The first thing I encounter upon entering is the Hispano-Suiza Dubonnet Xenia, an unmistakable one-off that is staggeringly beautiful and advanced for its era. I know this car. I glance around the room and see other familiar machines, the best examples from the golden era of coachbuilt automobiles. These are the icons that I've read about in magazines, Pebble Beach winners and historically significant machines with unmatched provenance.
It turns out the owner of the Dino is currently touring the collection, the only reason anyone is here at all. He has driven here from Toronto; for doing that in a classic Italian icon he has my respect.
The private tour begins with an introductory film presented in a small Art Deco-themed theatre that gives a brief overview of the museum, the broad strokes of the period represented in the collection, and profiles of some of the more interesting machines on hand. After this I'm given a private tour by Tessa, one of the museum's guides. She presents a brief history of each machine, with a few anecdotes and interesting tidbits thrown in, allowing me a few moments to take in the details before moving on to the next object.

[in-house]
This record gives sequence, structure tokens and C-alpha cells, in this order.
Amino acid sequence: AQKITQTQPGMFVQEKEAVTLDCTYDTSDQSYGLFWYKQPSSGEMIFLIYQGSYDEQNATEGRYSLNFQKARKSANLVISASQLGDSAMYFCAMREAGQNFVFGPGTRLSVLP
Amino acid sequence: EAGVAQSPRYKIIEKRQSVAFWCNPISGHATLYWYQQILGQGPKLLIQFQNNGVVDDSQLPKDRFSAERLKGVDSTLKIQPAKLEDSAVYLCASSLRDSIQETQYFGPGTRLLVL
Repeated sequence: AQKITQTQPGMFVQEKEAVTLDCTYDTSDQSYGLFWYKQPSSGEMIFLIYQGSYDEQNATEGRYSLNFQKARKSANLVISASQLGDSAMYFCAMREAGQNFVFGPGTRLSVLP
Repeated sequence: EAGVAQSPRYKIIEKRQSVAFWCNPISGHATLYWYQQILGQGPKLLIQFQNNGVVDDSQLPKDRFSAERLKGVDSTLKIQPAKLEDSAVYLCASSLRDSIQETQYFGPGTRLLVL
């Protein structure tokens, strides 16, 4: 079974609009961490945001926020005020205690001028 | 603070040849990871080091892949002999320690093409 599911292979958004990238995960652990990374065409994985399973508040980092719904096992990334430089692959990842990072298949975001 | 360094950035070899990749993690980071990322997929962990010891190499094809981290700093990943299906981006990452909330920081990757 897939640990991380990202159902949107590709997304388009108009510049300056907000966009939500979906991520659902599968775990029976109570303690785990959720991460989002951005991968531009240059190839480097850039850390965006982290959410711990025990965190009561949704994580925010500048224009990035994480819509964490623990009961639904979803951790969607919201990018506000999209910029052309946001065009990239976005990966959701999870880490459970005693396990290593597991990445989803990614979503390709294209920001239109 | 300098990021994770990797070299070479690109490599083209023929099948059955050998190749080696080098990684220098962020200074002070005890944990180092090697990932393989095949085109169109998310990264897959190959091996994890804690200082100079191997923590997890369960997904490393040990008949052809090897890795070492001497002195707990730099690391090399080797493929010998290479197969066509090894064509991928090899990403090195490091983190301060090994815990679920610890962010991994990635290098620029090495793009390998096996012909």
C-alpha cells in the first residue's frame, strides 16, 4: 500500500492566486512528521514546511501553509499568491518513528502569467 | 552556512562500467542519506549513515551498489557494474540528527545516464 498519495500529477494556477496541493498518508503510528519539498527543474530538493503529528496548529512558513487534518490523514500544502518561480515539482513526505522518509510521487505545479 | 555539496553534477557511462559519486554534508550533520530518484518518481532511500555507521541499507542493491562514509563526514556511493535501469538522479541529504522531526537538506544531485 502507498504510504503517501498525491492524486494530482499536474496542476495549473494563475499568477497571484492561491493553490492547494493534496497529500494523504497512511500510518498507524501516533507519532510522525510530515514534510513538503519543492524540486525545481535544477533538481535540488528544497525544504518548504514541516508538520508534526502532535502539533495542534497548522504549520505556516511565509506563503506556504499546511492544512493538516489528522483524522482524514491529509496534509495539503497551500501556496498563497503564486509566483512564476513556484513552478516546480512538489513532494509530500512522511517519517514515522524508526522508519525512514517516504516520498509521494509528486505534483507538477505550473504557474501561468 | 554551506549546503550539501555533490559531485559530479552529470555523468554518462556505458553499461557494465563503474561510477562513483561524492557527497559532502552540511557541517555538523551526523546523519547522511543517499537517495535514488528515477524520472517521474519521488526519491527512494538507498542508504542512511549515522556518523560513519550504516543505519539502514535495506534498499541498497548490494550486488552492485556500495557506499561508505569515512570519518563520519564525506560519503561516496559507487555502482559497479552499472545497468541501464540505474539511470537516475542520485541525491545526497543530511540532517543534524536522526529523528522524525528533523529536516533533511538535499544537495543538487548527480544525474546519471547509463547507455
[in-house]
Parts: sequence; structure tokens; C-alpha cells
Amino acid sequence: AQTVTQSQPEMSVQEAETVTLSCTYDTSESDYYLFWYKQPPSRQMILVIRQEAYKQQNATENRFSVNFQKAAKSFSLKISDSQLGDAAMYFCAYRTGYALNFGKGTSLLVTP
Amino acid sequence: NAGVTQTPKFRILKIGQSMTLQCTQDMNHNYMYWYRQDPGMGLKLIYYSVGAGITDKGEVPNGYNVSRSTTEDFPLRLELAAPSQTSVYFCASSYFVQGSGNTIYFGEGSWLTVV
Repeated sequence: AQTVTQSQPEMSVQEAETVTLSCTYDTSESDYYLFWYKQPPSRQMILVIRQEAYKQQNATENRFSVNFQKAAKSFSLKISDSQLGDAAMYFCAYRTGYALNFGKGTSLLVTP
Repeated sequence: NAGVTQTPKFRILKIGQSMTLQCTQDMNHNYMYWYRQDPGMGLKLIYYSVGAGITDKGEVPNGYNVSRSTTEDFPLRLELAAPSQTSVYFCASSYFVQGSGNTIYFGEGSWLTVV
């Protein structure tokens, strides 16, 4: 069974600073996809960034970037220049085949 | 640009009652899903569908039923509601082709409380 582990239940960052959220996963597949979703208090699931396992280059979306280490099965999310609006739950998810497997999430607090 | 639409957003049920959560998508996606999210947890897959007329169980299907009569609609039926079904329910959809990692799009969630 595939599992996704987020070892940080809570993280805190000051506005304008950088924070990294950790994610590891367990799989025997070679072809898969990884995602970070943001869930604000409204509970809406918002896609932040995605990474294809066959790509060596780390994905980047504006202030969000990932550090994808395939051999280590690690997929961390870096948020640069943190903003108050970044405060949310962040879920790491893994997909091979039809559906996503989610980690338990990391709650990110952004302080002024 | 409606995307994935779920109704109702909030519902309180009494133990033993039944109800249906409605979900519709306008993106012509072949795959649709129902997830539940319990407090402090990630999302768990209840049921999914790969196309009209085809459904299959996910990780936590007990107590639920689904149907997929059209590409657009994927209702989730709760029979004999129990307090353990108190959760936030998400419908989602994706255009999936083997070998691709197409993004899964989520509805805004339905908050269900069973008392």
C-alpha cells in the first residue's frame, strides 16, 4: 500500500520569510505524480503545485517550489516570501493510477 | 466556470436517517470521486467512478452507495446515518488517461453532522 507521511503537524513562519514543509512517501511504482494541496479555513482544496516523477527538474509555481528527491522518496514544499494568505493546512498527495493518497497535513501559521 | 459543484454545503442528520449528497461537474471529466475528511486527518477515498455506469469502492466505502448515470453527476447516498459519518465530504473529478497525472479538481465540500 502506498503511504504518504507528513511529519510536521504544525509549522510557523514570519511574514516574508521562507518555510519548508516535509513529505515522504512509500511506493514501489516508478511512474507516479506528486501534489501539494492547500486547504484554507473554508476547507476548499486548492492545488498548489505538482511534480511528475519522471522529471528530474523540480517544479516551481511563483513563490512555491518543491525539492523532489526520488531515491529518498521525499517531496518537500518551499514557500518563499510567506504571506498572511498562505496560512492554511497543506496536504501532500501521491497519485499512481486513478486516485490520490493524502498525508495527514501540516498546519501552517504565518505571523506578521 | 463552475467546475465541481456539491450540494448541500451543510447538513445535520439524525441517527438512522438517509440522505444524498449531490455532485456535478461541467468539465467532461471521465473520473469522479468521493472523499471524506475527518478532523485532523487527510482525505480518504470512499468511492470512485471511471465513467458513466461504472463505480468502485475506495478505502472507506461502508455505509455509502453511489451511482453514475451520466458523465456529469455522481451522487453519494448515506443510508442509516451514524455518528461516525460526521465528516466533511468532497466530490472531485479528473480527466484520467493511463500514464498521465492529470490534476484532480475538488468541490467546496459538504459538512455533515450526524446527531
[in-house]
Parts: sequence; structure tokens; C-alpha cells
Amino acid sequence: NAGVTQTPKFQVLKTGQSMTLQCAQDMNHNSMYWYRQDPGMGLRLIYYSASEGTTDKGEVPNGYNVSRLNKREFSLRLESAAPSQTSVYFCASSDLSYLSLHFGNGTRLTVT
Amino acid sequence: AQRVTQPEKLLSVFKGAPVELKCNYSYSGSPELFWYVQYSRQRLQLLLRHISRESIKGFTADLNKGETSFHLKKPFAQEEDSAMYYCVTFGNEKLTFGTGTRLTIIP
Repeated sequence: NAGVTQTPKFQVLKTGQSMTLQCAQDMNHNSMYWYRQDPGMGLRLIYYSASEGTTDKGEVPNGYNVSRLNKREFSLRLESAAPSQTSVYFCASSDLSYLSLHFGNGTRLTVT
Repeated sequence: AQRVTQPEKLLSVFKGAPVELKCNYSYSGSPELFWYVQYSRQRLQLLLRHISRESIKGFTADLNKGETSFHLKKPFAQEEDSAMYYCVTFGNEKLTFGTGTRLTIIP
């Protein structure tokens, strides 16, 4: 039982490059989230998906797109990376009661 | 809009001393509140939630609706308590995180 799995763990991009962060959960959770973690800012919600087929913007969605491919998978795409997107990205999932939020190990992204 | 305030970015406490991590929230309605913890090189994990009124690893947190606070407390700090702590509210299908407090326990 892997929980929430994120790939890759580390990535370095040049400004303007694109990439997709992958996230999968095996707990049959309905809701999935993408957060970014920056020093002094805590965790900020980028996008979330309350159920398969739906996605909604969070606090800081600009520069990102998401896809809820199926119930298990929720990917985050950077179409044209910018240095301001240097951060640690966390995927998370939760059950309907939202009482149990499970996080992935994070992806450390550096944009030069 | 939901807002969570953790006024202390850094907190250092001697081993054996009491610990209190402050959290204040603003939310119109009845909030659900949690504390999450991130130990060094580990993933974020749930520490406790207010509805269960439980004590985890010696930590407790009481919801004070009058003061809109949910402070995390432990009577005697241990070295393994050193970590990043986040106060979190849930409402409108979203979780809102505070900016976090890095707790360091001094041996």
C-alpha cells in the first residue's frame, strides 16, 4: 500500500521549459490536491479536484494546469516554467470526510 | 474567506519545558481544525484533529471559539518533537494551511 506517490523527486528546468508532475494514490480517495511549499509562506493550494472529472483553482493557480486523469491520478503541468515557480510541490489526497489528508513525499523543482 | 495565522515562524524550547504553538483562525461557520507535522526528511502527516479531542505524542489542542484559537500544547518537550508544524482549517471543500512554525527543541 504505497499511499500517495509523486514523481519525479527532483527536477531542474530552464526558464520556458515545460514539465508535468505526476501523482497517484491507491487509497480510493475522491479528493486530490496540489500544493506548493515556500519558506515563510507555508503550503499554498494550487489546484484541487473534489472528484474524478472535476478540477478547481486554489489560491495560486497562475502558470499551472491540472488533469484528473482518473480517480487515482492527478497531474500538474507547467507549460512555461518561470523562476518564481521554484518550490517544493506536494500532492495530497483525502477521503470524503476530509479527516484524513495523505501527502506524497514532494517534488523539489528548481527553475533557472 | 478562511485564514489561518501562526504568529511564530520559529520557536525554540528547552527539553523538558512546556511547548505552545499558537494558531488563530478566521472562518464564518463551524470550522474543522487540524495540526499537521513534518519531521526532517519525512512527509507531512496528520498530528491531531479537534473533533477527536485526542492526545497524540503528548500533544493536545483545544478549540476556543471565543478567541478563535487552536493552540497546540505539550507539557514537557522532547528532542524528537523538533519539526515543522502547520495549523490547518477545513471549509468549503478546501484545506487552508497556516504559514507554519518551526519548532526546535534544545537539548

It's a bit overwhelming. I'm in the presence of some of the most significant, most beautiful automobiles of all time. I hardly know where to begin, barely able to process the beauty and craftsmanship before me. The collection is relatively small, but packed with the absolute best examples of the period.
There are famous artifacts here; one of the most fascinating being the Swiss Lake Bugatti, displayed just as it was recovered after spending 75 years at the bottom of Lake Maggiore. The Type 22 was dumped there by customs officials when the owner, who won the machine in a poker game in France, was unable to pay the import duties upon his return to Switzerland.